Put a Lid On It by Donald E. Westlake. This is sort of an oddly packaged book. The covers hails Westlake as the author of The Hook and The Ax, while the “About the Author” note mentions only the books he wrote as “Richard Stark.” That would tend to lead one to believe that this is one of the darker Westlakes, and yet, it’s a funny book. It’s not a manic farce like the Dortmunder books, but it’s closer to those than the “Stark” books (from what I know of the latter). Kate spotted this in a bookstore a while back, and didn’t buy it precisely because it looks like one of the unpleasant Westlake books, not a funny one. I suspect that somewhere there’s a Stark fan saying “Bloody hell– it’s a farce…”
The confusion is probably because the hero of this book, Francis Xavier Meehan (“Meehan” to friends, “Francis” to some, but never “Frank”) is a more hardened criminal than the cuddlier brand of thief in the Dortmunder books. Still, the situation he gets into is vintage comic Westlake, and many of the supporting characters would be right at home in a Dortmunder novel.
Meehan is awaiting trial in the Manhattan Correctional Center (“the Bastille writ small, the runt of the same litter”) on a Federal charge for hijacking a mail truck when he’s visited by a bumbling political operative named Jeffords, and his superior Bruce Benjamin, who make him an offer: steal some incriminating evidence about the President from his political opponents, who are planning to use it as an “October Surprise”, and they’ll make all the charges go away. It’s a nice offer, but Meehan’s reluctant to do the job (he doesn’t work with amateurs), until he finds an angle for himself:
“I go in, even without you people watching me, I go in and I get your package, and while I’m there I pick up some stuff for myself.”
Benjamin said, “You’re telling us you mean to commit a burglary! And you’re telling us!”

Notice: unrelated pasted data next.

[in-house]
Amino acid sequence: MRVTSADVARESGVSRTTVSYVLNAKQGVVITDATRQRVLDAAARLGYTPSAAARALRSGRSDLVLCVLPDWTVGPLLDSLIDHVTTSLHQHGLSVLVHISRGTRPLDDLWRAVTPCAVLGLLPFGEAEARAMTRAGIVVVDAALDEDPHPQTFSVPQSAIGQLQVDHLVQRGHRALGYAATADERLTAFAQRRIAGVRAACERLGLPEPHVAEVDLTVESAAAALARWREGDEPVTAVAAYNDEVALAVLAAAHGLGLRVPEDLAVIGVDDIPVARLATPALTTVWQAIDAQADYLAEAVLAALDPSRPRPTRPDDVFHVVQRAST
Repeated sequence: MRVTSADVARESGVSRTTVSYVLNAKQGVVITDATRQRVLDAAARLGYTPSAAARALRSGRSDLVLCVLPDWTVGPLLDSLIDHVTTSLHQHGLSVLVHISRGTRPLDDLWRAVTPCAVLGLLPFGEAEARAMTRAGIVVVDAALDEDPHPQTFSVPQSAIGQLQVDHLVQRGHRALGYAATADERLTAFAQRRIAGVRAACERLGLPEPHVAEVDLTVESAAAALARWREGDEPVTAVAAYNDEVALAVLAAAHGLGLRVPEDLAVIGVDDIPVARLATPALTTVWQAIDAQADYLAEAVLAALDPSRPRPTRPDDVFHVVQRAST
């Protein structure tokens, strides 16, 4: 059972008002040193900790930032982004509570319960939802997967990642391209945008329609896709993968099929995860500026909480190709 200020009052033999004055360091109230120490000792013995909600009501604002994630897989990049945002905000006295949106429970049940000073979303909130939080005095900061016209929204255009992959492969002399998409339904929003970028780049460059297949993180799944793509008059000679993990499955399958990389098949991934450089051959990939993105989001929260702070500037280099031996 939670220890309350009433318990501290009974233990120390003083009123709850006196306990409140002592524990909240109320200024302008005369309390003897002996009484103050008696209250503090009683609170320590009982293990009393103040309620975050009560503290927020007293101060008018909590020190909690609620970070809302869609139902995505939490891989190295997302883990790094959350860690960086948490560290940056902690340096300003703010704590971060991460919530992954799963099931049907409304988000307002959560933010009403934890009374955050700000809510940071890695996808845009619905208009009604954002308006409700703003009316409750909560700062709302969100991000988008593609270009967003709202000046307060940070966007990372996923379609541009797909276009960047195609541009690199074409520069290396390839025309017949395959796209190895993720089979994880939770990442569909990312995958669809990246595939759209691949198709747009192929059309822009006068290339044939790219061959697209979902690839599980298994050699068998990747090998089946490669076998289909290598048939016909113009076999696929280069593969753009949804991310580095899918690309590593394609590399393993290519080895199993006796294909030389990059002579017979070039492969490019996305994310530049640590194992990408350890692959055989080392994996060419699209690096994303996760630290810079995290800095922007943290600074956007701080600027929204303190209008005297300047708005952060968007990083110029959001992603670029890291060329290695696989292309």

“Mr. Benjamin,” Meehan said, “it was always gonna be a burglary. Didn’t you know that? Somebody breaks in and takes away something doesn’t belong to them, that’s a burglary.”
“But not for profit,” Benjamin insisted. “What we’re talking about is politics.”
As with Bad News, the most recent Dortmunder, this is an amazingly mellow caper novel. Meehan moves coolly and professionally through his new world of bungling politicos, noxious contributors, and odd-couple secret agents, and goes about the whole caper in a rather businesslike manner (accompanied at times by his lawyer). There are a couple of surreal moments, but nothing as frantic as in the Dortmunder books. To use a movie analogy, it’s The Score, not Heist.
And as I said regarding Bad News, the level of craftsmanship in this book is really impressive. It’s not High Art, and it’s not even trying to be– the characters are basically two-dimensional, and the plot is a little silly– but it succeeds marvelously at what it’s trying to do. And along the way, there’s hardly a page that doesn’t include some gem– a sharp little observation from Meehan, one of his “ten thousand rules” for life in prison, a snippet of snappy dialogue, a clever image in setting the scene. It’s a nicely put together little book.
Of course, a less charitable interpretation of the same material would be to say that Westlake is just coasting, and not trying all that hard. There is a certain effortless quality to the book, but I wouldn’t stretch that to “half-assed,” even if the spy subplot doesn’t make a whole lot of sense. I suspect he wrote more or less exactly the book he was trying to do. Sure, it’s mellower than his best comic novels (though not much lower-key than Baby, Would I Lie?), but cut the guy some slack– he’s been doing this for nigh on forty years.
Would I prefer another What’s the Worst That Could Happen? (which somebody really ought to think about making a movie of…) to this book? Sure I would. Until Westlake decides to write another one, though, this is a perfectly enjoyable way to pass the time.